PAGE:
Yeah, I think those two things are exactly you hit on the head. Plus, by now ... I should have said earlier ... if you're not snapping your fingers or bobbing your head or just like moving to a ... if it doesn't move, you gotta let it move you. So I'm hoping that you were there, you know, bobbing your head or something? Because I, I had to put myself on mute. I was singing I'm dancing in the chair a little bit. But yeah, I think this song kind of encompasses the music side of ... you can dance to it, you can groove to a you can, you know, you really feel the music part. But then also when you listen to the lyrics, yeah. Wow. Every like, you can stop and read every line of the lyrics and be like, yes, yes. Like this applies to us today. Yeah, yeah. And so I think just, again, these kind of like, as my Bible kind of songs, you go back to him just to reinforce things and remember, and, you know, don't forget that this is important.

Aaron Gobler:

I mentioned, like, you know, has this uplifting message. But it's interesting, it's countered with this whole idea of like, hatred and tension and racism and all these things that are, are ... and like you're saying, are still around, and you know, with social media, just almost like ratcheted up. And, but then the flip of that is like, they're bringing only good vibes, right? So it's not like just be happy and you know, don't worry, be happy, but more like, there is a lot of this darkness and bad stuff. But we should be concentrating on good vibes.

Jacob Hanson:

Yeah, I think concentrated A lot of good vibers, but also, yeah, they're, they're pointing out all these, these things that are either happening to people, or, you know, the racism that's going on. And we need to change that. We need to make a change, and we need to live our lives differently. The racism is killing us, it is literally killing some of us.

Aaron Gobler:

Yes.

Jacob Hanson:

And that, you know, to point that out in a song that this is like one of their most popular songs, and it gets played at every concert, and it gets listened to so many times. So just that, like sneaking in those things for people to hear ... while dancing around and having fun, it's just to me, it's a it's a clever move. And when I was in college, we listened to a song ... I was taking an African American Studies class. And we had to listen to a song and we didn't, it wasn't in English. And you could ... you so we're there vibing to the beat, dancing and all that stuff. And it was a really great song. And the professor said, Okay, what do you think the song was about? And obviously, it's uplifting, it's dancing, like you want to. So it must be something good, they're celebrating. But the message of the song was actually about domestic abuse, and how domestic abuse is wrong, and how we shouldn't be this ... shouldn't be part of our world. So be aware that domestic abuse is happening. Be aware that, you know, people may be suffering with this, this issue, but it's it's presented in such an uplifting and, and dancing way. It's just such a cool way to combine messaging with music.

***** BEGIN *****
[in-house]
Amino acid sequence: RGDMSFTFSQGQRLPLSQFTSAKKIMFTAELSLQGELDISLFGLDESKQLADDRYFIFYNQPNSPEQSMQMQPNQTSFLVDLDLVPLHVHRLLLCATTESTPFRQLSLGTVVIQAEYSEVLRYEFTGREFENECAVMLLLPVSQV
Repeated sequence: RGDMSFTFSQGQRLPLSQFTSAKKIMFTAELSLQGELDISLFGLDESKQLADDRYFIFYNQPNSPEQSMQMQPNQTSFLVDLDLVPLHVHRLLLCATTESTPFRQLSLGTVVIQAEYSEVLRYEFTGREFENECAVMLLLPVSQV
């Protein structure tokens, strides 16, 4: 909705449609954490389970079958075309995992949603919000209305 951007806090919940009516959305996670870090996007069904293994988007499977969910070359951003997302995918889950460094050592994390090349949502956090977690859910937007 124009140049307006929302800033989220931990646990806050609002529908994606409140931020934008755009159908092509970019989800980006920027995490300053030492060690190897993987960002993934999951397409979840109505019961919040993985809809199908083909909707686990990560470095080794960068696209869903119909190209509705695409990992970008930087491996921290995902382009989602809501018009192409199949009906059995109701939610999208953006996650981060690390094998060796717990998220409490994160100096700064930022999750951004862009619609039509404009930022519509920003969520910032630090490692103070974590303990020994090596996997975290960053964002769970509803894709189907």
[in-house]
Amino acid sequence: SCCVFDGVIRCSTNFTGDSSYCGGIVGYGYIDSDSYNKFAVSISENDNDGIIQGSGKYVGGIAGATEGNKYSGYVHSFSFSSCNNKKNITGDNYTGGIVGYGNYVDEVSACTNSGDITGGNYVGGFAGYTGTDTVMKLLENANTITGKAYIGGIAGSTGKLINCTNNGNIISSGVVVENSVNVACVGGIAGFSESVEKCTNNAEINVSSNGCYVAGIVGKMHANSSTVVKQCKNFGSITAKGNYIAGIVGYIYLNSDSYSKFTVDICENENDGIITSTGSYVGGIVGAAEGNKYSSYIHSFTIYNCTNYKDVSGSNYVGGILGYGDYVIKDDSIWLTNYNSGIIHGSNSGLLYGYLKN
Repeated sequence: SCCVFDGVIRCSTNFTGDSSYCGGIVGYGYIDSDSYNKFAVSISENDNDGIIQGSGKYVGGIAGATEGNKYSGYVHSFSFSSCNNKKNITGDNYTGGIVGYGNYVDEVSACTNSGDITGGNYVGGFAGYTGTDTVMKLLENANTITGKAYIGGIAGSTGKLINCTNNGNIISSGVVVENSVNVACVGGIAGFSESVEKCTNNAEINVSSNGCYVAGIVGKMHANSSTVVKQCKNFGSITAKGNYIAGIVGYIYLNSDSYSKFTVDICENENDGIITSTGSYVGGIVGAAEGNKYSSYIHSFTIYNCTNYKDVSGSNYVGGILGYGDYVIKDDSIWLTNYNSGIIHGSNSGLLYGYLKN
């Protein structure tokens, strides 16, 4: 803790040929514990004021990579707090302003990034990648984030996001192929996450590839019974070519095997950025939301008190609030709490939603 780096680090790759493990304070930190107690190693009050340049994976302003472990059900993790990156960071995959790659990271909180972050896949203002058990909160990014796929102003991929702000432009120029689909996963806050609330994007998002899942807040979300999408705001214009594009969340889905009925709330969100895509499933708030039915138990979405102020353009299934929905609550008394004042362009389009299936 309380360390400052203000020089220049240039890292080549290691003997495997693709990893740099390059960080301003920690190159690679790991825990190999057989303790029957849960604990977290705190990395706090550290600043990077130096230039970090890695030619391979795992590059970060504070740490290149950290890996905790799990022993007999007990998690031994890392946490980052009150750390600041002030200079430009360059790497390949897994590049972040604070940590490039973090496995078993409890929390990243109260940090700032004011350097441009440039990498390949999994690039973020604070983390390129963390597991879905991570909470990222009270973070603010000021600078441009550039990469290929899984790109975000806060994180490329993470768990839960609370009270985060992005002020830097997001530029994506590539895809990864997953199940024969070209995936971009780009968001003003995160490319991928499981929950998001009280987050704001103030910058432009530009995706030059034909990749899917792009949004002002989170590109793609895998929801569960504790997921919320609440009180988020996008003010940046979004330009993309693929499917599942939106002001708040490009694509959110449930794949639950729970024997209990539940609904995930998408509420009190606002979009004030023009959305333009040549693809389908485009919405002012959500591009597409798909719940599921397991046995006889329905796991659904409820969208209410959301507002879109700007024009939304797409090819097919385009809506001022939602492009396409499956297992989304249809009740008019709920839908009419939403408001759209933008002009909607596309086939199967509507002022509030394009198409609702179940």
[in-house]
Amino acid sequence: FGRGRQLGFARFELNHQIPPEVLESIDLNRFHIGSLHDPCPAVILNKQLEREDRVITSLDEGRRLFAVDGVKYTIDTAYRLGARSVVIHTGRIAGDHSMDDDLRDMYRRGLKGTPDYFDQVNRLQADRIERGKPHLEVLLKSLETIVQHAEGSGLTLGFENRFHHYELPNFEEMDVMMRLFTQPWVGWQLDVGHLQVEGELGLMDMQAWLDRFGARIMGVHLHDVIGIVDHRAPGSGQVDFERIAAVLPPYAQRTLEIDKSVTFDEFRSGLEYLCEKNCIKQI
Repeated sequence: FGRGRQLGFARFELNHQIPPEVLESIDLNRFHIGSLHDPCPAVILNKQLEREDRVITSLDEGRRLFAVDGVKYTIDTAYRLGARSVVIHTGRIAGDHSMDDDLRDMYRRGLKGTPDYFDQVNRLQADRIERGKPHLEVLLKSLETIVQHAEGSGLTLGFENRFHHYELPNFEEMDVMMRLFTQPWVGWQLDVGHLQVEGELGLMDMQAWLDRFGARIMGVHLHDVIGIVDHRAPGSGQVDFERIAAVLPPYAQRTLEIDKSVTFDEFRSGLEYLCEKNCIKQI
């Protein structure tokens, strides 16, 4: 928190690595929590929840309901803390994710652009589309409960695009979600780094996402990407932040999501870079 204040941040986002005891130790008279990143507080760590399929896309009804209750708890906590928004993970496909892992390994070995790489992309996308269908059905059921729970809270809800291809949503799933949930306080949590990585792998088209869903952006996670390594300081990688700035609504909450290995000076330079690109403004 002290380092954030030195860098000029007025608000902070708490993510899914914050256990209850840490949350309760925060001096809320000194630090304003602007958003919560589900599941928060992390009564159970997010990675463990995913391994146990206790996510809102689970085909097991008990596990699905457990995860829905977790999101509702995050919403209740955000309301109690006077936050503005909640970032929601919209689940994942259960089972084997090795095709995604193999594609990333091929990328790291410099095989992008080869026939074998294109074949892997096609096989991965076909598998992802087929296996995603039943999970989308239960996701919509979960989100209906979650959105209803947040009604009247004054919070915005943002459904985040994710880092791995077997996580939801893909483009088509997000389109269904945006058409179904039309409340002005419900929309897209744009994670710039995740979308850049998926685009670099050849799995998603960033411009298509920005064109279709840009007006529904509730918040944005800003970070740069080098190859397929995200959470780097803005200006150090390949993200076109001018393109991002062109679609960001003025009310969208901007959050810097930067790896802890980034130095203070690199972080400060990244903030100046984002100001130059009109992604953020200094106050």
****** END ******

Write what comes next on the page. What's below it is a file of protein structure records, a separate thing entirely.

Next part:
Aaron Gobler:

So somebody who would understand the lyrics or, you know, he said that was in another language, right? Yeah, somebody who would under actually understand the lyrics would perhaps because of the uplifting sound of the song be actually absorbing the message to?

Jacob Hanson:

Definitely, yeah, while dancing and having fun and being at a party or whatever it is. Yeah. So I see that I see parts of that in this song. Rebelution is great. They're West Coast. They're considered a West Coast reggae band, and I have another name, but I think it's West Coast. And they're a group of kids that started out they were all going to school at Santa Barbara. And they were started playing Isla Vista, you know, the little party part of Santa Barbara. And they were just playing around there. And all sudden, people were like, Hey, this is actually kind of ... you guys are good. And they've just blown up from now they're traveling around the world. And this is their thing. You can start to hear differences in the style of reggae. So it's a little bit different than Ziggy's. And you'll see ... you'll hear a huge contrast with the roots reggae coming up next. But this one is a little, it's a little fresher. It's a little newer. And just the instruments that are involved are, it's more it's not relevant to today, but it's closer aligned with today's music, as opposed to like the older style of music.

Aaron Gobler:

Yeah, it seems to have a fresher sound, and more synonymous with the more popular music sound that we have today. And so I think it's more accessible to people listen to the music today as almost an entry into into reggae music. And then they might go back and then listen to the you know, the old original Roots reggae. And it is quite a contrast with the third song. So we'll use that as a segue into the third song which is "Peace, Love and Harmony" by Culture. And this is from 1988 and you identify this as one of the more original reggae sounds. So let's get that a listen. Jacob, I know that reggae has a history back to the 60s and earlier but when I hear this song, this is what I think of the classic reggae sound like the textbook reggae sound. Why did you choose to include this song?

Jacob Hanson: